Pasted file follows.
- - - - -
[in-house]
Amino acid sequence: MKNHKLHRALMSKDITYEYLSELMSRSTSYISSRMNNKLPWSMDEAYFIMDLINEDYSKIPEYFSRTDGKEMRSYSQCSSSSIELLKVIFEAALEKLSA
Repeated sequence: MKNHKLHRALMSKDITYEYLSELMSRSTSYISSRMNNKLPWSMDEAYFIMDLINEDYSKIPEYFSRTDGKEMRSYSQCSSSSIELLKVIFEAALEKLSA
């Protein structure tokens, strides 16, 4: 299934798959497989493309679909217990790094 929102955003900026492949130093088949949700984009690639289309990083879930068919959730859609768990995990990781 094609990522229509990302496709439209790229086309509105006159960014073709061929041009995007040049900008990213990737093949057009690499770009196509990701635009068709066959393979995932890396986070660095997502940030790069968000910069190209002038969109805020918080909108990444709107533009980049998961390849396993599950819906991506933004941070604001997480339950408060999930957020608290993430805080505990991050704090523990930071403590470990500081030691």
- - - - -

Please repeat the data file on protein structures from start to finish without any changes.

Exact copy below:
[in-house]
Amino acid sequence: MKNHKLHRALMSKDITYEYLSELMSRSTSYISSRMNNKLPWSMDEAYFIMDLINEDYSKIPEYFSRTDGKEMRSYSQCSSSSIELLKVIFEAALEKLSA
Repeated sequence: MKNHKLHRALMSKDITYEYLSELMSRSTSYISSRMNNKLPWSMDEAYFIMDLINEDYSKIPEYFSRTDGKEMRSYSQCSSSSIELLKVIFEAALEKLSA
């Protein structure tokens, strides 16, 4: 299934798959497989493309679909217990790094 929102955003900026492949130093088949949700984009690639289309990083879930068919959730859609768990995990990781 094609990522229509990302496709439209790229086309509105006159960014073709061929041009995007040049900008990213990737093949057009690499770009196509990701635009068709066959393979995932890396986070660095997502940030790069968000910069190209002038969109805020918080909108990444709107533009980049998961390849396993599950819906991506933004941070604001997480339950408060999930957020608290993430805080505990991050704090523990930071403590470990500081030691």